Thursday SEC Tournament Notebook

Now that they have more free weekend time than wanted, the Diamond Dogs will need ways to use it. One obvious, if a bit painful for now, option is to watch conference tournaments around the country and play their own guessing games about who could end up where come Monday and the NCAA tournament announcement.

Mississippi State has encouraging reasons to believe they will be in that number, based on finishing sixth in the nation's top-rated conference as well as their exemplary RPI and strong strength of schedule. Everyone connected with the SEC Tournament forecasts a Bulldog bid, though a 0-and-2 showing almost certainly means a #3 seeding.

Whatever the number they carry, these Dogs just want to be sent somewhere. And are convinced they deserve the assignment.

"When we look at yesterday's game we're one play away from winning by a few runs," senior 3B Jarrod Parks said. "We played Arkansas good twice at their place, I still think we're just as good as them. And we're playing in the best conference in the country. Hopefully they'll look at that and we'll be in."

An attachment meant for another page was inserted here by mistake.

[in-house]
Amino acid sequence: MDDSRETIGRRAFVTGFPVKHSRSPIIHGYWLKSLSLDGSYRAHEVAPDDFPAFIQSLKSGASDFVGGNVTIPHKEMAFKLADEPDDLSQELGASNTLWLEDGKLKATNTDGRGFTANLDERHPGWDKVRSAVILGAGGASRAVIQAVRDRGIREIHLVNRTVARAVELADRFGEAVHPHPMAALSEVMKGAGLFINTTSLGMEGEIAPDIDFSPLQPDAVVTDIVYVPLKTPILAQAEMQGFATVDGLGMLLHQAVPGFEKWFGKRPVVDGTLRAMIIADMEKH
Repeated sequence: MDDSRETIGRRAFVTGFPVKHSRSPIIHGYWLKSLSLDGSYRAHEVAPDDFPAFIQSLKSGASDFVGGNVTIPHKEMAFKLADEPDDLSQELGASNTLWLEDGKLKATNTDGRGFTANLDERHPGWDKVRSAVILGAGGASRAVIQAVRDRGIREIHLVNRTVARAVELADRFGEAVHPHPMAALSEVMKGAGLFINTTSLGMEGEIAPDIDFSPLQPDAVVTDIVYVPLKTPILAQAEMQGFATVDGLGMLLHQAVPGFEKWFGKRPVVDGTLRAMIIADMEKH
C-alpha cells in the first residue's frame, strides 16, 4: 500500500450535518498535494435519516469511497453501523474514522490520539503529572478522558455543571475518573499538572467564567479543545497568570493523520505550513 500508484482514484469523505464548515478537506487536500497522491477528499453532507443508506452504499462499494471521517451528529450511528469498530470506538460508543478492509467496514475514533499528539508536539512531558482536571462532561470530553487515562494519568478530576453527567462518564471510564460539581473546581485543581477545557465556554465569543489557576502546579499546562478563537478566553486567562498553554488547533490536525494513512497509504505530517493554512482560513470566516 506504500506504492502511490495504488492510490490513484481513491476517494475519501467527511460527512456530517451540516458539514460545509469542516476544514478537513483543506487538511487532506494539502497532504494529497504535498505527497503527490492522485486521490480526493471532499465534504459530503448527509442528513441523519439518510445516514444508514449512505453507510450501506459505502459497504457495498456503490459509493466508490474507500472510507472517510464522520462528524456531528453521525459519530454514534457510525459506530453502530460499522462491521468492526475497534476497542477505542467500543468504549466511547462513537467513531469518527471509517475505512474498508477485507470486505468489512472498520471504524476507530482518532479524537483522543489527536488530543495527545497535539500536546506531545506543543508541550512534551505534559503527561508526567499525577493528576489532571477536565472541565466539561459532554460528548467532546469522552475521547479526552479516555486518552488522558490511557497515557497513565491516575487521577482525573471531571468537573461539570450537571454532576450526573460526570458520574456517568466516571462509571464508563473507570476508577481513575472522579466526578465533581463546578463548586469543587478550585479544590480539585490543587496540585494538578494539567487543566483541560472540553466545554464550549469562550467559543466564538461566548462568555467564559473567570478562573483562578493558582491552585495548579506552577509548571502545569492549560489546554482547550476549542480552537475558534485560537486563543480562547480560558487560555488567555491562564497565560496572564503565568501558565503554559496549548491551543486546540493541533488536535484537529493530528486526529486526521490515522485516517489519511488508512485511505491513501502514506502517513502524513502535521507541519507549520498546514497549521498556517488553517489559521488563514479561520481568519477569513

Meanwhile, State players will be looking at other games…and foremost on their list was the SEC tourney contest immediately following theirs as Georgia and Auburn played for sheer survival. While a Georgia win would all but officially assure MSU an at-large bid, barring the other Dogs winning the event, it would also open the door for a Ole Miss team biding their time and biting their nails at home with tenuous tournament hopes. LSU, who also missed Hoover, is in far stronger shape and confident of an earned berth.

Beyond that, 2B Nick Vickerson said, he knows folk on most still-surviving SEC squads as well as on teams around the region to keep up with. As for Hoover, though, "We'll follow it. We don't really care who wins it or now, we'll worry about us. We'll go practice and learn from mistakes that we made here. But we'll follow it, we have friends that play on the other teams."

WARMING UP: Besides the usual emotions over early elimination, Vickerson had his own good reasons for wanting to keep playing this weekend. The senior infielder had a good couple of games at the plate, hitting a combined 3-of-7 with four RBI and two runs. He raised his season average a few points in the process, to .314; and is 6-of-17 in his last four games.